Analysts Remain Cautious at Best: ‘RIM is a Loser’

Yesterday, Thorsten Heins had the displeasure of announcing yet another mediocre quarter for the beleaguered Research In Motion. Key numbers like revenue, smartphone shipments, and subscriber additions fell below Street expectations, leaving investors with a sour taste in their mouths.

RIM also lost a CTO, a COO, and a director—the latter being Jim Balsillie, a 20-year veteran of the company, and another being a 13-year veteran. And all Thorsten could say was, “the business challenges we face over the next several quarters are significant.” No doubt.

The only thing that kept RIM’s sunken stock from tumbling even low was the vague hinting that a “partnership” with another company would be possible, and that RIM hasn’t ruled out being acquired. But given that even RIM acknowledges it “expects continued pressure on revenue and earnings throughout fiscal 2013,” citing factors such as “ongoing weakness in the company’s U.S. smartphone business [and] increasing competitive pressure in the company’s international markets,” the hole dug is deep—and not many investors seem willing to drop ropes down.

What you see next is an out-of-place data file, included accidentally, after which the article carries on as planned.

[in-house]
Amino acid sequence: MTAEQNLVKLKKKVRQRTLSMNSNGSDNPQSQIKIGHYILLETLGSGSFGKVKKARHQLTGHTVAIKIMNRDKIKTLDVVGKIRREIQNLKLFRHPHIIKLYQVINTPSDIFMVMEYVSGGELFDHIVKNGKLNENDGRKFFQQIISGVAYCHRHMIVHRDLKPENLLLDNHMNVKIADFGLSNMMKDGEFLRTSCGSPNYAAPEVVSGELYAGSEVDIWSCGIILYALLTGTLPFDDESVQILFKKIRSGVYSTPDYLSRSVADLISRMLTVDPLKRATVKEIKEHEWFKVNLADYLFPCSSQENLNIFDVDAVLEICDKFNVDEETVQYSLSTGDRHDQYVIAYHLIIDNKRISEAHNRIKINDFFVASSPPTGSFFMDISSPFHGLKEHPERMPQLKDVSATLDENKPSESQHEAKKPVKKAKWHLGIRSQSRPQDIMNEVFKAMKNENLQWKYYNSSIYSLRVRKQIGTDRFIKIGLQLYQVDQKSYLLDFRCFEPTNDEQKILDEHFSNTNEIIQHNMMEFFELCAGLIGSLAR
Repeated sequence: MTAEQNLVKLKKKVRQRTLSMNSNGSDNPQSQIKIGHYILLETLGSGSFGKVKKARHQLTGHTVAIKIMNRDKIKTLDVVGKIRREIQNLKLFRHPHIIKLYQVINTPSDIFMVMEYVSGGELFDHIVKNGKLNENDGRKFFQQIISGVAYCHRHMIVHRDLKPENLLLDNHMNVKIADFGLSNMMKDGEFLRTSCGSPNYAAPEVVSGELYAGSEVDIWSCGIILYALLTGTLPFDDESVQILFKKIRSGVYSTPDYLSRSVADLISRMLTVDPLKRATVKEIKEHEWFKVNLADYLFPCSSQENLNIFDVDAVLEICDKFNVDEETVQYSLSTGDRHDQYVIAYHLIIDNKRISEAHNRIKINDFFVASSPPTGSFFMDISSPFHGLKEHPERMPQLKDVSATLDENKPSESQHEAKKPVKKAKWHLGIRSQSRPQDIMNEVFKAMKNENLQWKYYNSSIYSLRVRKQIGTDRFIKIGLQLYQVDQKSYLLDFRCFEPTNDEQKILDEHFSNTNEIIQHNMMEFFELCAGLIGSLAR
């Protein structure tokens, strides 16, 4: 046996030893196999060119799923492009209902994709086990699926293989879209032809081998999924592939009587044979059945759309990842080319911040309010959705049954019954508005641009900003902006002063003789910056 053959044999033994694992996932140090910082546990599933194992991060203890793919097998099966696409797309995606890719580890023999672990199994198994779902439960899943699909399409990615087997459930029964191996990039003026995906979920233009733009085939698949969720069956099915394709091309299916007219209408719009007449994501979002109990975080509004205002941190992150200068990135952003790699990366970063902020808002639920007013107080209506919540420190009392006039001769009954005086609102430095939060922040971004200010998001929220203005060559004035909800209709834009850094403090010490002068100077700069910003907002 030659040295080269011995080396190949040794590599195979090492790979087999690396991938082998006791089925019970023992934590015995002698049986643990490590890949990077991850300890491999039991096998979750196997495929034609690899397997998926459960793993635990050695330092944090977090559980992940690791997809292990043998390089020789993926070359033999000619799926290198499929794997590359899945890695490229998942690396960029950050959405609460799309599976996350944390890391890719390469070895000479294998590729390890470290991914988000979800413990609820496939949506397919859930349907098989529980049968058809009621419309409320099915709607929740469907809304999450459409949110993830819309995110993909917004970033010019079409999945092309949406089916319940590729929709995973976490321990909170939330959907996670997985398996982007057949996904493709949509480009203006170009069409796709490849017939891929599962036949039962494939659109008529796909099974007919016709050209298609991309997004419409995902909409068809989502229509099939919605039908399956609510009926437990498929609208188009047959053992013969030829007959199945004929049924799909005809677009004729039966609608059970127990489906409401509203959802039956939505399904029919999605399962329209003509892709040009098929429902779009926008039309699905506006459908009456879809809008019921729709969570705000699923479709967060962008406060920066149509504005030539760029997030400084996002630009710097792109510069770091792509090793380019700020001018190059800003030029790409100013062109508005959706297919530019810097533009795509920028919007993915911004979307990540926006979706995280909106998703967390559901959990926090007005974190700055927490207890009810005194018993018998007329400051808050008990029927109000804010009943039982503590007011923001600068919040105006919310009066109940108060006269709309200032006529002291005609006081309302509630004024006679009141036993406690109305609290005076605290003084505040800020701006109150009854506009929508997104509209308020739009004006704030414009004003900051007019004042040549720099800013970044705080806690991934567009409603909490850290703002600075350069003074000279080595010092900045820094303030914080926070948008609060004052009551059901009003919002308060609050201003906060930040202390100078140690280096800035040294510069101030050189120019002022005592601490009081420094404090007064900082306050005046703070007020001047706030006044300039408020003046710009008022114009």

Analysts appear no different. Following the report, the mood from them was cautious, prudent, heedful. JPMorgan analyst Rod Hall praised in a resarch note the fact that “BlackBerry 10 remains on track,” but also grimly stated that “the smartphone operating system war is over—and RIM is one of the losers.” Overall, he reduced his targets for RIM.

Canaccord Genuity analyst T. Michael Walkley also trimmed his forecasts, pointing to “increasing competition across all of RIM’s products.” Echoing Rod, he said RIM’s next-gen BB10 devices “will launch into an even more competitive smartphone market.”

National Bank Financial analyst Kris Thompson is no more optimistic. He believes the stock, currently hovering around $14, will drop to $8 per share. (It was $140 in 2008.) “RIM is in recovery mode; there can be no assurance that the company can recover,” he said.

And RBC Capital markets analyst Mike Abramsky suggests RIM has “lost too much momentum to recover.” He, as well, cut his price target for RIM stock.